The Fighting Infantryman, by Rob Sanders and illustrated by Nabi H. Ali (Little Bee), is the true story of Albert D. J. Cashier, an immigrant, a Union soldier in the U.S. Civil War, and a transgender man. Sanders paints a sympathetic portrait of a young immigrant finding his way in America and putting his life on the line to keep his new country united, even while trying to remain true to himself. Full review.
Love Remains: A Rosh Hashanah Story of Transformation, shows changes in the life of a Jewish mother, father, and child as they go year after year to the grandparents’ house for Rosh Hashanah. One year, their favorite flower shop is closed and they must find another; the next year, the grandfather has died; the year after that, a cousin has a new baby. The child similarly transforms and comes into his identity as a transgender boy, which the family wholeheartedly accepts. Full review.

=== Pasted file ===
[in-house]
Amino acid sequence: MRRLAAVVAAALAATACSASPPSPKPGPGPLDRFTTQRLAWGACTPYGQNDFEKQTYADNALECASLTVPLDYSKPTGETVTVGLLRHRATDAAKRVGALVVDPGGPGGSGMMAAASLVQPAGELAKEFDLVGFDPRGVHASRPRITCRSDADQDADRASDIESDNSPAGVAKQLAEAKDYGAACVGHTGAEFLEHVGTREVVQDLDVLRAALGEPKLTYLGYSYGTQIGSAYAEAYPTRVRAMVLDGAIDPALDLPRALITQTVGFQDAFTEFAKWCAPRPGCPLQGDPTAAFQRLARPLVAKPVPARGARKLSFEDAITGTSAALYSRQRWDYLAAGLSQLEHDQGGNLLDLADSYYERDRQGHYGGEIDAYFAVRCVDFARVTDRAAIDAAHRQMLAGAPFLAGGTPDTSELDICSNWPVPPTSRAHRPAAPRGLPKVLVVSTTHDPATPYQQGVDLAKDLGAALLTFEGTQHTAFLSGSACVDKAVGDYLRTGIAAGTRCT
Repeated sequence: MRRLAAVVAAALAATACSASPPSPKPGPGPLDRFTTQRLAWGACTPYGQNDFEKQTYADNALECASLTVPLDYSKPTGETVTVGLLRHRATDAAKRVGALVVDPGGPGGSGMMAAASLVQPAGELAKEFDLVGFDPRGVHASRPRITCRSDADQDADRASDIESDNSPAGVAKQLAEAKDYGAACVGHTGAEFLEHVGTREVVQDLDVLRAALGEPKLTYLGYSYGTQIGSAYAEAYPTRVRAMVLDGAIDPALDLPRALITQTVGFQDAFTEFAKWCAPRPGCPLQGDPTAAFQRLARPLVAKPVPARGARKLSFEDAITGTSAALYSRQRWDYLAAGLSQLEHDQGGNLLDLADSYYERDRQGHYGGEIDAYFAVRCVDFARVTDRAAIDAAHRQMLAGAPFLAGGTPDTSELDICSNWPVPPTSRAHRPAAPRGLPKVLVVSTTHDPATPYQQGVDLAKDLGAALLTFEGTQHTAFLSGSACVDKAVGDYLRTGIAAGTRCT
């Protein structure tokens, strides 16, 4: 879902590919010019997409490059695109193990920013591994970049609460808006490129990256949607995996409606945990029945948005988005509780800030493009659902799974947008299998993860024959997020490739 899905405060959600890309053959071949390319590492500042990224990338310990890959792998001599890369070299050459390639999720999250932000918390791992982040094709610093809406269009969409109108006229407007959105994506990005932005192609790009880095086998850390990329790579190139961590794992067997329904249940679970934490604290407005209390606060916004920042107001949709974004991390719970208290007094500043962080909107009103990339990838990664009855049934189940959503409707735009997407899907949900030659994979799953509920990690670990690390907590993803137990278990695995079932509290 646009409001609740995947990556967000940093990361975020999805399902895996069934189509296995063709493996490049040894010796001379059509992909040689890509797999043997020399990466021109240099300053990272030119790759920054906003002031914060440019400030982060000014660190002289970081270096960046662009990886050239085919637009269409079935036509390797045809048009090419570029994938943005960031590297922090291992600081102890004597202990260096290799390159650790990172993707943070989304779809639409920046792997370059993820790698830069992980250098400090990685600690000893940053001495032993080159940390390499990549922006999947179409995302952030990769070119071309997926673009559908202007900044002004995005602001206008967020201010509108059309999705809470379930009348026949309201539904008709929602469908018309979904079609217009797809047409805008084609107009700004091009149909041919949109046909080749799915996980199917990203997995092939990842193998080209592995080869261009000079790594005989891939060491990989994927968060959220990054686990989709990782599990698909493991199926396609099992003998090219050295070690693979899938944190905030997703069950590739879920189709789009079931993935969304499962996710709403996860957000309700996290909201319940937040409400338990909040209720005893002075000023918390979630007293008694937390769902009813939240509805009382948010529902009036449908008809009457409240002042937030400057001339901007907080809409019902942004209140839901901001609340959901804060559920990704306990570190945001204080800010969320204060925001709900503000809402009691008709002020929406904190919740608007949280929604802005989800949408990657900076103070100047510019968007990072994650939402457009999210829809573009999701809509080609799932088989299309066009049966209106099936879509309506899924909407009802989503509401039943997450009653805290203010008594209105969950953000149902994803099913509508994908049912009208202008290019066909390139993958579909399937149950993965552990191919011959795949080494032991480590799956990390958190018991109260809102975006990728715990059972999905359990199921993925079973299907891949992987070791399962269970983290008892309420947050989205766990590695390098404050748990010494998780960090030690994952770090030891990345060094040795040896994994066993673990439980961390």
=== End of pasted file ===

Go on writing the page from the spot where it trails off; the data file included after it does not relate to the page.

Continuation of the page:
I’m Not a Girl, written by Maddox Lyons, a 12-year-old transgender boy, and Jessica Verdi, with illustrations by Dana Simpson (Roaring Brook Press), is a first-person story based loosely on Lyons’ own life. The protagonist struggles against his well-meaning mom’s attempts to have her dress like a girl on many occasions. “I’m not a girl,” he insists. On one page, in a nice touch, he admires a poster of famous women and says, “I know girls are really cool. I’m just not one.” That’s a welcome acknowledgment that girls may read this book, too, and shouldn’t come away with the message that there’s anything wrong with being one, if that’s who they really are.